BALTIMORE, DEC. 21 -- A federal judge today refused to bar traditional prayers from the University of Maryland's midyear graduation ceremonies, rejecting for the moment an atheist student's contention that the prayers violate the Constitution's separation of church and state doctrine.

Acting just 18 hours before the commencement exercises set for 9:30 a.m. Tuesday in College Park, U.S. District Judge Norman P. Ramsey said the student, Rockville senior Matthew J. Barry, 23, would not likely suffer "irreparable harm" -- one of the criteria for granting a last-minute prayer ban -- and suggested he could "stand out in the hall" during the prayers if he finds them objectionable.

"If he's really so upset, he can come late and leave early," Ramsey said in denying Barry's request for a preliminary injunction. Ramsey noted that the prayers consist of a brief invocation and benediction at the beginning and end of the ceremonies at the university's Cole Field House.

In a combative exchange, American Civil Liberties Union attorney Arthur B. Spitzer argued that such a choice is similar to a public elementary school student leaving the classroom during prayers, an option now banned by the Supreme Court.

"The First Amendment simply doesn't allow the government to pray," said Spitzer.

Susan Goering, another ACLU lawyer representing Barry, said the organization would not appeal Ramsey's ruling because there was so little time before Tuesday's commencement. Instead, she said, it would prepare for a fuller hearing on the issue before Ramsey this winter in hopes of stopping similar prayers planned for the university's next graduation exercises in May 1988.

Tuesday's scheduled commencement involving about 2,200 students includes an invocation by Dr. Neil Petty, a Mormon elder, and a benediction by the Rev. Elizabeth Platz, a Lutheran minister.

In its suit filed Dec. 3, the ACLU contended the invocation and benediction amounted to "state-sponsored delivery of prayers" and thus should not be allowed at public, tax-supported institutions such as the University of Maryland.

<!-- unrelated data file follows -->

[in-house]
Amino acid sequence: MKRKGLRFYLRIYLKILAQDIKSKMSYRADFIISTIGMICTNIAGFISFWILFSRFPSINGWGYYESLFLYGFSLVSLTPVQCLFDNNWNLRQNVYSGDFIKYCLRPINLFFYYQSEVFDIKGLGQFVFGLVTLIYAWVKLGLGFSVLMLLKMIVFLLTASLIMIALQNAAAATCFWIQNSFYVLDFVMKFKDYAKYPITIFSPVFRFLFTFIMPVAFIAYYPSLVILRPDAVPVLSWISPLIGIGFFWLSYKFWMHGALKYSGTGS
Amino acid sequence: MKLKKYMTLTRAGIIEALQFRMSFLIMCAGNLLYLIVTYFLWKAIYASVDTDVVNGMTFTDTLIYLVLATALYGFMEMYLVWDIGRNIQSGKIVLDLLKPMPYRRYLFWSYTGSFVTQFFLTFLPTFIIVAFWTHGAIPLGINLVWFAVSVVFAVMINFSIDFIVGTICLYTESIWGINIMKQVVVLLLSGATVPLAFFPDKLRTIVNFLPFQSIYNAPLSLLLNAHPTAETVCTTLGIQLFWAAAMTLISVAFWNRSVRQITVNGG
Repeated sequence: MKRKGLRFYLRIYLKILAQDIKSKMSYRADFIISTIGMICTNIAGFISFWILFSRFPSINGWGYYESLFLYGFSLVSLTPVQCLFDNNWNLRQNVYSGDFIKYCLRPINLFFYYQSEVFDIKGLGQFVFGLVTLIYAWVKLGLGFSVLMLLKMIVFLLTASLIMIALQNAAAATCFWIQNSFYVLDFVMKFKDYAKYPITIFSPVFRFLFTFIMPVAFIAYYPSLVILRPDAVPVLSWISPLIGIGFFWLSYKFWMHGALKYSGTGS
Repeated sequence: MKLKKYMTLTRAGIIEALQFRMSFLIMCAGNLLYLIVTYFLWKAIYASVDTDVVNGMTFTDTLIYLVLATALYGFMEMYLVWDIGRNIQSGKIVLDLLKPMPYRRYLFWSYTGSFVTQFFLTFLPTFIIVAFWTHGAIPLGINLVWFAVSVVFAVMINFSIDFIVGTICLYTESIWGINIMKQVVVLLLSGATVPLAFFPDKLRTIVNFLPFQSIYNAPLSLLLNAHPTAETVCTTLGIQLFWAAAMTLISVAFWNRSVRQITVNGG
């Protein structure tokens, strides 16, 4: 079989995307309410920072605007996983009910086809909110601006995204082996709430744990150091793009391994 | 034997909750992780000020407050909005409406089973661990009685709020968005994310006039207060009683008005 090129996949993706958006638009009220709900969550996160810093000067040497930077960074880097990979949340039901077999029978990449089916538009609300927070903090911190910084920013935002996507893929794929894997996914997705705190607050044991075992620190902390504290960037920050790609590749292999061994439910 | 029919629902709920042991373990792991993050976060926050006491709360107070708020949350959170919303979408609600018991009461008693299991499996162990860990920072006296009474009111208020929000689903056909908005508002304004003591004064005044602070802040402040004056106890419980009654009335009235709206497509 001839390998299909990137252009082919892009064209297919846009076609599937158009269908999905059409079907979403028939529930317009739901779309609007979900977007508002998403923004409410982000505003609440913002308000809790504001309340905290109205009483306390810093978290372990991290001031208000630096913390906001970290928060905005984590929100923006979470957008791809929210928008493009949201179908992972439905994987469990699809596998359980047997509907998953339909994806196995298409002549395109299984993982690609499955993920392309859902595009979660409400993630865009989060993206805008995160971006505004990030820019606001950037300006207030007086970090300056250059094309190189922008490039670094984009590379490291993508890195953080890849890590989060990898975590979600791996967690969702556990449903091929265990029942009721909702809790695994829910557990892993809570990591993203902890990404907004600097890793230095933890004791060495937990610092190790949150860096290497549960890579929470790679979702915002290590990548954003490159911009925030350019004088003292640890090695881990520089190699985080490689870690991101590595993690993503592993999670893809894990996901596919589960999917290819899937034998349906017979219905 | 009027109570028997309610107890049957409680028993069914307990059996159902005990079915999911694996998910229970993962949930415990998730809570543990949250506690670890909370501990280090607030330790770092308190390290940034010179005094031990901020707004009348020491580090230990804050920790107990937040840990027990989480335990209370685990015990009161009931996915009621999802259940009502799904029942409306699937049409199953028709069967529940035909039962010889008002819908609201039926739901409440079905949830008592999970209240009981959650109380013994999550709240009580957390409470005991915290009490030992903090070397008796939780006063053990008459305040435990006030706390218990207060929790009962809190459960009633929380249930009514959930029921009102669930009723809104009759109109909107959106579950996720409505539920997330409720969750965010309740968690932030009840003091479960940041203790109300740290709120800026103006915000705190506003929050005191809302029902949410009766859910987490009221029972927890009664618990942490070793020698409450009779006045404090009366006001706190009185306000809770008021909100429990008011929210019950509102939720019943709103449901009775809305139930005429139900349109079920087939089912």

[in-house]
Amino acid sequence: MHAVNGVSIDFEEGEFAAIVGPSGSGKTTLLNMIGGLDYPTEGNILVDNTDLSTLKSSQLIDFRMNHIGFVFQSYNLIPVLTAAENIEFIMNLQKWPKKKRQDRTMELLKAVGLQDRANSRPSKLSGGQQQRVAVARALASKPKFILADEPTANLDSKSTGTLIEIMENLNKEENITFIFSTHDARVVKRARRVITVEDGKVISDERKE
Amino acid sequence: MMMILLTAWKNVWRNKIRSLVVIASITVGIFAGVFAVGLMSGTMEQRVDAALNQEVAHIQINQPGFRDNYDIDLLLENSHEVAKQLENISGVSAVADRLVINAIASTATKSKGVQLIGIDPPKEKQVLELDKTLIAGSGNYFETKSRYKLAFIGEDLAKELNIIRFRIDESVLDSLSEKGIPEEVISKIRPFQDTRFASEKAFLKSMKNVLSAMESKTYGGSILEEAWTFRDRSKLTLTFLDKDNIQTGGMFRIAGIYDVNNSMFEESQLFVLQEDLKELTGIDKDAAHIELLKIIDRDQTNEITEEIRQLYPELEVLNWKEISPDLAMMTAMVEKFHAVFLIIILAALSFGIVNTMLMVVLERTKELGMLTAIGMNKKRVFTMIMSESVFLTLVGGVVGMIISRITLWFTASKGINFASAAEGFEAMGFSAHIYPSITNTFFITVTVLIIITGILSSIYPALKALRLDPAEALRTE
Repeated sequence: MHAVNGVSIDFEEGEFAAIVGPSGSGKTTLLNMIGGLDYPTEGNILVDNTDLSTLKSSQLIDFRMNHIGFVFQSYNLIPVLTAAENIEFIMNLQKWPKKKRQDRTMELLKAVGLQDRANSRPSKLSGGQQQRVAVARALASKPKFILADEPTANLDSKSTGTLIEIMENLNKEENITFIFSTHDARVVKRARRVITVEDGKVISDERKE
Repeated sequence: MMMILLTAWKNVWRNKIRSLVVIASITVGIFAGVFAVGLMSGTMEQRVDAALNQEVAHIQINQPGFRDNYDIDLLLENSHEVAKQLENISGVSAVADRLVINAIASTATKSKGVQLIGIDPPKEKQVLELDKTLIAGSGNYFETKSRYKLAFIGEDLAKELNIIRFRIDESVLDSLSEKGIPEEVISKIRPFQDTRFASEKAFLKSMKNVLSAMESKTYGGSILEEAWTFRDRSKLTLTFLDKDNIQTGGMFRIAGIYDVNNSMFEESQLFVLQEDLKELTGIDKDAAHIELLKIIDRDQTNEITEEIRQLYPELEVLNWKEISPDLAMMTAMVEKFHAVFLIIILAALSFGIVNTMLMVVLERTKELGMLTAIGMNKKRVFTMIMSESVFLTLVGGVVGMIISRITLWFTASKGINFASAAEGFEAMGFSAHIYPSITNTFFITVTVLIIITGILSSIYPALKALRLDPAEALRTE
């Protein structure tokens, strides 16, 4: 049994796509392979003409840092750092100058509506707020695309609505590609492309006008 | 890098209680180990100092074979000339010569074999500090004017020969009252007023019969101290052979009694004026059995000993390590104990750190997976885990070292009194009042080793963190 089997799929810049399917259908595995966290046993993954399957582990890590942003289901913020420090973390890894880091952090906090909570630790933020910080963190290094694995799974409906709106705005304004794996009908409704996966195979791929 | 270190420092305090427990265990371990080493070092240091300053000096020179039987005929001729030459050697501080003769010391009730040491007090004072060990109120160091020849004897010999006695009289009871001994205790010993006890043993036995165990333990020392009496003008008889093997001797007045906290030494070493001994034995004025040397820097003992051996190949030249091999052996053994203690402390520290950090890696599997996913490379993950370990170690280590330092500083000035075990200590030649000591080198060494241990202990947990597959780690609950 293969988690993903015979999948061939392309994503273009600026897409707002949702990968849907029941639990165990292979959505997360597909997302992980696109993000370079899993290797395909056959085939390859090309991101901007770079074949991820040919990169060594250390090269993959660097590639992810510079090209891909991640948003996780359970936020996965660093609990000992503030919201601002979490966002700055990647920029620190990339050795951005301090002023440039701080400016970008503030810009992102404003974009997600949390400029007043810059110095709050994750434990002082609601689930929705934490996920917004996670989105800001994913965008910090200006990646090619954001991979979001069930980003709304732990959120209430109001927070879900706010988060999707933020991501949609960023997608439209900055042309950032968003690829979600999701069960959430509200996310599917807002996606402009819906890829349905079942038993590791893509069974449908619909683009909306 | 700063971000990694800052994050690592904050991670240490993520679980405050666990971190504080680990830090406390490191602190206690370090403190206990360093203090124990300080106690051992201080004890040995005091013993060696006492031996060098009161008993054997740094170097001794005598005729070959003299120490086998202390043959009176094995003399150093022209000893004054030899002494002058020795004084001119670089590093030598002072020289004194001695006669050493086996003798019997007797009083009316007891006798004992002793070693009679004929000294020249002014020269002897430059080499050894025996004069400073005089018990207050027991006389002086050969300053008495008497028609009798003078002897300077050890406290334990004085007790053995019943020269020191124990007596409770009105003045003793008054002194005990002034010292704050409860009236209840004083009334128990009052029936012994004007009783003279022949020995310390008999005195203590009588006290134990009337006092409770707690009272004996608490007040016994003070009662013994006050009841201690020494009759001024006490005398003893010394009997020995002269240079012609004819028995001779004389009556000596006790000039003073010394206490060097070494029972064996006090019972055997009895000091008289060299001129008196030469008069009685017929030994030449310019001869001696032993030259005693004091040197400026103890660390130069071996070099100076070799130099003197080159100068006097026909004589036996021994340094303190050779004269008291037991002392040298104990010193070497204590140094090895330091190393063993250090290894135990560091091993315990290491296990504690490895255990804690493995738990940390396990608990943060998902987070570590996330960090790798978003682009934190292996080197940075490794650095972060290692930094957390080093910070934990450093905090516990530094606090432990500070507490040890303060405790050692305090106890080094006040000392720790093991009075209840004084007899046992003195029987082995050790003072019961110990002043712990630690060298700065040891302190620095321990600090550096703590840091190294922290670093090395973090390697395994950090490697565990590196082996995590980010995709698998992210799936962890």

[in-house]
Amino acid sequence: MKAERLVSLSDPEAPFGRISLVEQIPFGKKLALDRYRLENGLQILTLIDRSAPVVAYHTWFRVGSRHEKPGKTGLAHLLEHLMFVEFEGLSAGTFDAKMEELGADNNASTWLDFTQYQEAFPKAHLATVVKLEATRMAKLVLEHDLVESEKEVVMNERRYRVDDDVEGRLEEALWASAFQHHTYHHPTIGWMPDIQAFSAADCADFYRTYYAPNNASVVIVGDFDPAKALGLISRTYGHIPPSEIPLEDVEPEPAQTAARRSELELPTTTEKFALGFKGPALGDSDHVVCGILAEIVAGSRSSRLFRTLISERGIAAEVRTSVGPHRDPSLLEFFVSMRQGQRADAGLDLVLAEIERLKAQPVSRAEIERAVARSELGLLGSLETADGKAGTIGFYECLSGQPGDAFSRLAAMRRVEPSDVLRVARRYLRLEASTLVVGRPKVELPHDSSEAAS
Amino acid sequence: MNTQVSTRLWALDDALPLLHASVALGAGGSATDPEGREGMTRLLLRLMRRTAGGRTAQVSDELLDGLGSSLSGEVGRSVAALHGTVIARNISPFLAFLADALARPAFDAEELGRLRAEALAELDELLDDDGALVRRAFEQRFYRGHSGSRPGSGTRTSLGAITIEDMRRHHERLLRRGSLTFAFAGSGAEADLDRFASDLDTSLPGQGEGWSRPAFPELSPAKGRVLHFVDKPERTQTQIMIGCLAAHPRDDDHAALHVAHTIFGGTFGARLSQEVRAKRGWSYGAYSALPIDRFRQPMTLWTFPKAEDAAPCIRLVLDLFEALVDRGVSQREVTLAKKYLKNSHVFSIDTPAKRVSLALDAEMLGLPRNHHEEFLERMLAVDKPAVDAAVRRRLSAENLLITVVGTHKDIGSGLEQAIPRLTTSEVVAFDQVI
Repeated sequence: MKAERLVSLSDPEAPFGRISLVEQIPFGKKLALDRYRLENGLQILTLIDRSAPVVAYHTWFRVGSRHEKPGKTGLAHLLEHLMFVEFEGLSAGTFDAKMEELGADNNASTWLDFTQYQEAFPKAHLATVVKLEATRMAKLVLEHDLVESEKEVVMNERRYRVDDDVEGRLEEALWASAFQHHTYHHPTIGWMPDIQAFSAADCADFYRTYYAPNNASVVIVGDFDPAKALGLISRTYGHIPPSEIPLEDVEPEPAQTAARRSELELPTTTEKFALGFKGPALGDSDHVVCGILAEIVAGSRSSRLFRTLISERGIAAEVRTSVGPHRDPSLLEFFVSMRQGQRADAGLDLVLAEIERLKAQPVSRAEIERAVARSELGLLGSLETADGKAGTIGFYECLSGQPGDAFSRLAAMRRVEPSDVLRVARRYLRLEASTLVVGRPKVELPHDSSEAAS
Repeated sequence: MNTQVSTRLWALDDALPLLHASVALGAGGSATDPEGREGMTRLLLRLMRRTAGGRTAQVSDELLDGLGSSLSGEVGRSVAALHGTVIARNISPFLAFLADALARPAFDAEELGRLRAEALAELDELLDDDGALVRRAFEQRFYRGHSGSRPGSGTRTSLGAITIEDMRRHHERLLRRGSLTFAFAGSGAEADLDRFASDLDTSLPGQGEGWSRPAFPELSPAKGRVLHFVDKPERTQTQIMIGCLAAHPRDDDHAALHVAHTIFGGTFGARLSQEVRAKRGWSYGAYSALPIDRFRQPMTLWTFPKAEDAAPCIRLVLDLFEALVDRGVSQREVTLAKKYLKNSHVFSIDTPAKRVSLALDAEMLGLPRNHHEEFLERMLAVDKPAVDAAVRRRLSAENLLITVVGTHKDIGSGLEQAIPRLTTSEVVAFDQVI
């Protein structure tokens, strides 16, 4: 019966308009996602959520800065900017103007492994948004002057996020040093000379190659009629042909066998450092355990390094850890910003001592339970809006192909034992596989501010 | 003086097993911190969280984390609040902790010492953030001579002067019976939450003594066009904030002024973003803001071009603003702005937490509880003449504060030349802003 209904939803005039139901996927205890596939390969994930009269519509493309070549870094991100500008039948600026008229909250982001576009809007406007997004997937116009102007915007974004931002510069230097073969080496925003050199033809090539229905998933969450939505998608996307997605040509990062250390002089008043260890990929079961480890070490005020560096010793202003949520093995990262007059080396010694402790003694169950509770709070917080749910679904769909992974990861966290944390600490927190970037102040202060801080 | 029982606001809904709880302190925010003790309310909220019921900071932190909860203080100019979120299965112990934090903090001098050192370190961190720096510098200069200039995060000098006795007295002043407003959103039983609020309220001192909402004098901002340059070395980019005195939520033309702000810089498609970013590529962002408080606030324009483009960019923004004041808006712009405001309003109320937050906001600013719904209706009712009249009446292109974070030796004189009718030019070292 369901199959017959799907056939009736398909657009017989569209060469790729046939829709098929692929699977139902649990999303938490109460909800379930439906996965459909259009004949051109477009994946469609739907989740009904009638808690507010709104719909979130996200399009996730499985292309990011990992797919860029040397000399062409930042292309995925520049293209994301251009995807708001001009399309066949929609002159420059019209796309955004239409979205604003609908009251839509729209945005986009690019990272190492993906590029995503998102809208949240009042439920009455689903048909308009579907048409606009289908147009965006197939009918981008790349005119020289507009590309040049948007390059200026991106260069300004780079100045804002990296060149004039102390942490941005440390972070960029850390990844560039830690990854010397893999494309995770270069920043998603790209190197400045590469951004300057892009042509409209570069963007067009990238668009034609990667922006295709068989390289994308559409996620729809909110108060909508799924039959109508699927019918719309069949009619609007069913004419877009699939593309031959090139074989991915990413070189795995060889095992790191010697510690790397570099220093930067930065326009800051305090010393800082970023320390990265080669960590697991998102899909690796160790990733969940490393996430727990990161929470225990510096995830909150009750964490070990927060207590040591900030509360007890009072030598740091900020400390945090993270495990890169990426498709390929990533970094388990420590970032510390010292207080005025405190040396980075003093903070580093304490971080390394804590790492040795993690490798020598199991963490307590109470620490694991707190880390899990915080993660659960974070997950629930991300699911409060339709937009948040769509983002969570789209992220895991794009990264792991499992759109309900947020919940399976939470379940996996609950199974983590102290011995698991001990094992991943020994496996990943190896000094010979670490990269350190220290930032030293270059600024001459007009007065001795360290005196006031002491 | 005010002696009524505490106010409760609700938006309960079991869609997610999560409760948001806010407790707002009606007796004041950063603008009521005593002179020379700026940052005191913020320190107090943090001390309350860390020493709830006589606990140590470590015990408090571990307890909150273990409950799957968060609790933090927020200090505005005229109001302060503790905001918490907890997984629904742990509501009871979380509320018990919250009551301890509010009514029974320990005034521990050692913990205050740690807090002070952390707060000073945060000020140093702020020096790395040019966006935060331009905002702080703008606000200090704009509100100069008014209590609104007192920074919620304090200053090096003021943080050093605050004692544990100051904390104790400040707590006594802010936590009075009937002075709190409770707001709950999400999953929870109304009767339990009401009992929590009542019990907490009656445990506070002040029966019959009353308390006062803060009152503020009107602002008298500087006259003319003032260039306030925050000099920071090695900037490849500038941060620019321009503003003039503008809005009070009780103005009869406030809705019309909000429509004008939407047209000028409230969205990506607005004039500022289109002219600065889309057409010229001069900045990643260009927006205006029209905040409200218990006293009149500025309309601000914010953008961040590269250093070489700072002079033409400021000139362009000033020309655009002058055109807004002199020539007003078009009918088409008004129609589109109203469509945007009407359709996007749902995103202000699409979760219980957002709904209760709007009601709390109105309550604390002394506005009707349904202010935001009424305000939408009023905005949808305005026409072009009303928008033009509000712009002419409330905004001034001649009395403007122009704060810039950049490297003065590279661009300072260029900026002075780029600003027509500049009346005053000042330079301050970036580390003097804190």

But James J. Mingle, an assistant attorney general representing the university, argued today that the prayers, which have been recited at commencements for more than 100 years, are "acknowledgements" rather than "endorsements" of religion and thus permissible under Supreme Court rulings.

Also, Mingle said, while courts have drawn strict lines against prayer in elementary schools because of compulsory attendance and peer pressure among youngsters, a more relaxed standard can be allowed in the relatively mature and permissive atmosphere of a university.

Mingle noted that the Rev. Timothy S. Healy, president of Georgetown University and a Roman Catholic priest, is the commencement speaker at the Maryland graduation and is scheduled to receive an honorary degree, yet the university "is not endorsing Roman Catholicism because of this choice."

ACLU attorneys said they were not contesting Healy's involvement in the ceremonies.

After today's 80-minute hearing, Judge Ramsey said there was an "ocean of controversy" surrounding the prayer issue and he did not want to "rush to judgment" by ruling in favor of the ACLU without a fuller inquiry. "This case has not matured . . . with everyone getting a crack at it," he said.

A hearing, possibly including testimony by students and separation of church and state experts, will likely be scheduled early next year.